Events

2016 Sovereign Debt Management Forum: Sovereign Debt Management in Emerging Markets: Is the Party Over?

October 19-20, 2016

Washington, D.C.

The 8th Sovereign Debt Management Forum will review recent trends and developments in sovereign debt management and provide debt managers, primarily from developing and emerging market countries, with the opportunity to share their experiences. The agenda will explore the challenges of the current environment and discuss possible responses from the debt management community. In addition, the Forum will bring into focus a range of technical issues associated with implementing sound practices in public debt management.

  • WEDNESDAY, OCTOBER 19, 2016

    7:30 a.m. REGISTRATION AND BREAKFAST Venue: Main Complex (MC) Front Lobby (Main Level)

    9:00 a.m. OPENING REMARKS Venue: Preston Auditorium (Main Level) Speaker: Arunma Oteh, Vice President and Treasurer, World Bank Treasury

    9:10 a.m. KEYNOTE ADDRESS: A forward look at the global economy: where do we go from here? Keynote Speaker: Carlos Felipe Jaramillo, Senior Director, Macroeconomics and Fiscal Management Global Practice, World Bank Group

    9:30 a.m. PLENARY SESSION 1: The world economy after the crisis: a new conundrum for debt managers Venue: Preston Auditorium (Main Level) After a decade of benign external macroeconomic conditions, emerging markets have recently been losing ground following the 2008-2009 global financial crisis. While global interest rates remain at historically low levels, widening imbalances in the fiscal and external accounts of emerging market countries are arising as a result of tepid growth and corrections in commodity prices. External imbalances have triggered the depreciation of a number of currencies, which has been driving central banks to increase policy rates, while emerging market government borrowing spreads have been widening. On top of this, debt managers are facing higher borrowing requirements coupled with rising funding costs at a time where risk aversion is creeping up and capital flows are more volatile. This session will explore the challenges of the current environment and discuss possible responses from the debt management community. Moderator: Arunma Oteh, Vice President and Treasurer, World Bank Treasury Panelists: Branko Drčelić, Acting Director, Public Debt Administration, Ministry of Finance, Serbia Cristina Casalinho, Chief Executive Officer, IGCP, Portugal Jose Franco Medeiros Morais, Undersecretary of Public Debt, National Treasury of Brazil Suwit Rojanavanich, Director General of Public Debt Management, Ministry of Finance, Thailand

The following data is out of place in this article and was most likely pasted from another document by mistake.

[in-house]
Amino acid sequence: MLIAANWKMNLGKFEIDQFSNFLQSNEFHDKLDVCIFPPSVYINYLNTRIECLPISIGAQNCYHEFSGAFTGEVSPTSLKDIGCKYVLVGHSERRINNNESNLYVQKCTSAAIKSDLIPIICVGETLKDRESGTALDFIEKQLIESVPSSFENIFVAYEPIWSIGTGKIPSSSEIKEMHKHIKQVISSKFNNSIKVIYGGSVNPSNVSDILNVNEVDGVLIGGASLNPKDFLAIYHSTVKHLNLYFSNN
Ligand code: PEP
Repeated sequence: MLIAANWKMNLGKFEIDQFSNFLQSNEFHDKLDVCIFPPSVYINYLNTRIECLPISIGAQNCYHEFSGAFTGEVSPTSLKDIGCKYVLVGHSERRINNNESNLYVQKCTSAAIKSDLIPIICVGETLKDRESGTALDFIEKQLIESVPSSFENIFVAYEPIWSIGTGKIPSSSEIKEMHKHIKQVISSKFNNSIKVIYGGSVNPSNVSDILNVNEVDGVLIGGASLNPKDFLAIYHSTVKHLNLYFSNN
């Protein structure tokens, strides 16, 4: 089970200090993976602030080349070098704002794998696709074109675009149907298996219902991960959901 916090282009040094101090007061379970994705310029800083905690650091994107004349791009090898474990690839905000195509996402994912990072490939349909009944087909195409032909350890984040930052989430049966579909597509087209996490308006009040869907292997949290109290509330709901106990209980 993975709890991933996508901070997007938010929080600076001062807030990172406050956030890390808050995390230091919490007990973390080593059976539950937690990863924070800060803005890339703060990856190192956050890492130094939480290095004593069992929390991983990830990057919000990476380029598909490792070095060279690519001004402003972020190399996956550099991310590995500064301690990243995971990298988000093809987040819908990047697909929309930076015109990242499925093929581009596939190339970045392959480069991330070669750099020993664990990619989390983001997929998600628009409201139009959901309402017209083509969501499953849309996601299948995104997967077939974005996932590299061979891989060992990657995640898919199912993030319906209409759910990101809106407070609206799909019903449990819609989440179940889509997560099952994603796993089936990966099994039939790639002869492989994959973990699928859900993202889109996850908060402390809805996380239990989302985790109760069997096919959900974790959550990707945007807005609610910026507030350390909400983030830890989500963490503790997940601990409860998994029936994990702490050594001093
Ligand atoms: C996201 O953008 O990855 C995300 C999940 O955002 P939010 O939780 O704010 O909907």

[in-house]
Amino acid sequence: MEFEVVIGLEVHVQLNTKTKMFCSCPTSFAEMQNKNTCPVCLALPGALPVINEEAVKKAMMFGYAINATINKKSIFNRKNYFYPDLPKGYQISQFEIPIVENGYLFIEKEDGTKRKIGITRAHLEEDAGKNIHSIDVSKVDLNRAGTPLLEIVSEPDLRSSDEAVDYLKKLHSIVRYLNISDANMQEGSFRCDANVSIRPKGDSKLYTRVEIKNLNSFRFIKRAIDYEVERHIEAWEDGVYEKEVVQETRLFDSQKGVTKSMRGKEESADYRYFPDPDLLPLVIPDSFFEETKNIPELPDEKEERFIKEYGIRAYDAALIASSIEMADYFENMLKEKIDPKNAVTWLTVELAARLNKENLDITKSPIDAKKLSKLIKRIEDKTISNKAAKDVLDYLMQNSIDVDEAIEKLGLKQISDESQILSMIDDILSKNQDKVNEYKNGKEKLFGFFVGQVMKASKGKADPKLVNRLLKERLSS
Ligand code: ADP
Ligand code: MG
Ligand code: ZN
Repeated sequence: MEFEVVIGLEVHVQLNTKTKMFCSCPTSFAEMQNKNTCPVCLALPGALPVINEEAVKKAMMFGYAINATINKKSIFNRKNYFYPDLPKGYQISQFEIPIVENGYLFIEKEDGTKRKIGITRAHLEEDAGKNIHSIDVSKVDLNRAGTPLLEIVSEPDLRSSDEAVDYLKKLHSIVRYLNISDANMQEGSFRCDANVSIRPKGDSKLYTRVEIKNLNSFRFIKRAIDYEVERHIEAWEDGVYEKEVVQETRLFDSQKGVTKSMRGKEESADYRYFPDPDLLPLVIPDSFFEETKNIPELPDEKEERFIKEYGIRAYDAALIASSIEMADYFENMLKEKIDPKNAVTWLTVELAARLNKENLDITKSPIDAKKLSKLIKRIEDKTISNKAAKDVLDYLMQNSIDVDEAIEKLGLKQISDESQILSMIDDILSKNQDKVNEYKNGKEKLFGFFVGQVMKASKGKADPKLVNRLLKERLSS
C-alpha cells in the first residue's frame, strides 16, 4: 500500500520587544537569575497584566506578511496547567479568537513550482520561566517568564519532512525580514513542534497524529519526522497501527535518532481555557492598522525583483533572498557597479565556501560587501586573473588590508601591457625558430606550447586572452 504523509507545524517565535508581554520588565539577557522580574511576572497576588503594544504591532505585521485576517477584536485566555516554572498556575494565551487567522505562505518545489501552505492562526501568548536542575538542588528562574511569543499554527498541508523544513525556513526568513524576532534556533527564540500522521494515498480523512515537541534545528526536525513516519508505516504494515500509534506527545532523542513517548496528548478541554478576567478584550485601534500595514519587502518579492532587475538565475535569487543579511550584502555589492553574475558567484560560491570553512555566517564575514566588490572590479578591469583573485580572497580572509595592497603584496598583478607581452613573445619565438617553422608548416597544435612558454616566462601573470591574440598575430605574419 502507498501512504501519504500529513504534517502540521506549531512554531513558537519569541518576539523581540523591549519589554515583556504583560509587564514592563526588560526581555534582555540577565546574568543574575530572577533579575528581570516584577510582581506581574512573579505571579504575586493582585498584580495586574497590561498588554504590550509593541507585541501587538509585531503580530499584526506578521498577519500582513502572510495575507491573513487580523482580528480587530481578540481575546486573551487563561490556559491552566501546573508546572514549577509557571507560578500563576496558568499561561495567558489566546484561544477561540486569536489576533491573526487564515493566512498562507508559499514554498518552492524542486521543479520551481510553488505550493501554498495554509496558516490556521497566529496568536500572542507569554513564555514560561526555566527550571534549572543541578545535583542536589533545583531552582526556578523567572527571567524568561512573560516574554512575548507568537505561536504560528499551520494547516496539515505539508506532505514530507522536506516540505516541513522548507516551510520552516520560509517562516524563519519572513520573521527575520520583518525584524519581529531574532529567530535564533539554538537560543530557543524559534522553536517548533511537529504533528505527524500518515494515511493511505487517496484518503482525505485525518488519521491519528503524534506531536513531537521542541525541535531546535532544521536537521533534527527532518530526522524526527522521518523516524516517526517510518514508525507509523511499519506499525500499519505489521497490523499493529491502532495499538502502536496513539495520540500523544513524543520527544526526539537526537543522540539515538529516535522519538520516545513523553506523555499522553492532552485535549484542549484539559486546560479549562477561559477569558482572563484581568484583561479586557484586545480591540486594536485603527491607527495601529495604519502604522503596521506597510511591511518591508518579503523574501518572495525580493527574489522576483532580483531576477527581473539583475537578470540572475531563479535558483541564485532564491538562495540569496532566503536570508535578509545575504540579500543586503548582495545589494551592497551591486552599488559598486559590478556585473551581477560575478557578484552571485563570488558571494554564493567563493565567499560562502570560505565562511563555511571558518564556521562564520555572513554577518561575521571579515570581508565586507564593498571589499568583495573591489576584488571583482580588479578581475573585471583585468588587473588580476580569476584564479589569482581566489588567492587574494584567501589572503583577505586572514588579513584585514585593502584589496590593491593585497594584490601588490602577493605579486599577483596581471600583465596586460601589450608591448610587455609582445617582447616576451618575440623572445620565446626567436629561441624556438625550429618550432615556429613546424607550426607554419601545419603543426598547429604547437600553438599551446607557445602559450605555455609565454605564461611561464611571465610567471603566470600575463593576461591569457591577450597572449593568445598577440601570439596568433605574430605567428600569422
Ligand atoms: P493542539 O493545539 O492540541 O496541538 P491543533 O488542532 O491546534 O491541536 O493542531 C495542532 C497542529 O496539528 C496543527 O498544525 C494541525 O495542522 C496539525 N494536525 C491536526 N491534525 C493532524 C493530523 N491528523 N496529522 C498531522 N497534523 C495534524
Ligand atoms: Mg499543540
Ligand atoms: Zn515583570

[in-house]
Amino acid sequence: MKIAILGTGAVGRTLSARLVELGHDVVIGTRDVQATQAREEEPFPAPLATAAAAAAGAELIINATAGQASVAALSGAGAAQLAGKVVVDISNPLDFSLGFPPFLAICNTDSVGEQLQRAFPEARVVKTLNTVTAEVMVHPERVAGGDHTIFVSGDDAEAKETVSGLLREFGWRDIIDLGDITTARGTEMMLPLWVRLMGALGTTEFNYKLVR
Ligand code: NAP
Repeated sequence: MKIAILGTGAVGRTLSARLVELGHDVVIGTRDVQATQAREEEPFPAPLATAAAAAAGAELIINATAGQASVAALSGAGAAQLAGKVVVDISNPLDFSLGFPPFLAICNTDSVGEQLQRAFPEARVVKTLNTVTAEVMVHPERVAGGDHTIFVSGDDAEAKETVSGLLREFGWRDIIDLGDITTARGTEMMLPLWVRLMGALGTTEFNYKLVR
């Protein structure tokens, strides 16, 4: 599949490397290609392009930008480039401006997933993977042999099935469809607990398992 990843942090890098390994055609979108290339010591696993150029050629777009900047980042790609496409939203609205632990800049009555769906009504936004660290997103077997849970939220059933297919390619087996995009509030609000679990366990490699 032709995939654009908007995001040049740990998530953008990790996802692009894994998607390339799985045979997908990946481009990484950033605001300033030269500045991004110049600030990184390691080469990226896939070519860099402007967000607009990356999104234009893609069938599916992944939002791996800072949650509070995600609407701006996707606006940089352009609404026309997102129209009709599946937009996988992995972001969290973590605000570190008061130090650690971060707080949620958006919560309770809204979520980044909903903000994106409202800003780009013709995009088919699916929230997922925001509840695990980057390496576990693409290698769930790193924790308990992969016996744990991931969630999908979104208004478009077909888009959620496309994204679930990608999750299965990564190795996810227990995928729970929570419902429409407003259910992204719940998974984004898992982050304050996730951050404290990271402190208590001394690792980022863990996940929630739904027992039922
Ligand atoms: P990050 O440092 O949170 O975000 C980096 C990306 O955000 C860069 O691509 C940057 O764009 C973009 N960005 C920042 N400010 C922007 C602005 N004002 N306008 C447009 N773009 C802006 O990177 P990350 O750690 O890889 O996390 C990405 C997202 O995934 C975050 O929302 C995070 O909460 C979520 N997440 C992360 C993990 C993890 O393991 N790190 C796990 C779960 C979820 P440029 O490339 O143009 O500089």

10:45 a.m. COFFEE BREAK (Outside Breakout Session Rooms) Breakout Session 1: MC 2-800 (Level 2) Breakout Session 2: MC C2-131 (Basement Level C2)

    11:15 a.m. PARALLEL BREAKOUT SESSIONS 1 AND 2

    BREAKOUT SESSION 1: Why liquidity matters? Primary and secondary market issues Venue: MC 2-800 (Level 2) The role of banks in sovereign bond markets is evolving primarily due to: (i) the regulatory and prudential changes introduced in the aftermath of the 2008-09 crisis (negative: less of the balance sheet allocated to fixed income, leverage ratio requirements; positive: HQLA and liquidity coverage ratio); and (ii) quantitative easing programs introduced by advanced central banks. As a result, concerns have arisen regarding the ability of banks as primary dealers to support government bond auctions and secondary market liquidity. At the same time, new participants have emerged in sovereign bond markets such as high frequency trading investors (these investors reportedly now represent the largest share of transactions in US Treasuries). The investment strategies of more traditional investors, such as money market funds, have also been evolving. The long term consequences of these changes on sovereign bond market liquidity are still uncertain but the risk remains that liquidity could dry up rapidly, particularly in times of stress, even in the largest and most liquid sovereign bond markets. This session will discuss the impact of the current liquidity environment and recent developments in both primary and secondary markets for government securities. Moderator: Don Sinclair, Lead Financial Officer, Capital Markets Department, World Bank Treasury Speakers: Michael McMorrow, Assistant Vice President, New York Federal Bank Frank O’Connor, Director, Funding and Debt Management, National Treasury Management Agency, Ireland Jo Whelan, Deputy Chief Executive, Debt Management Office, United Kingdom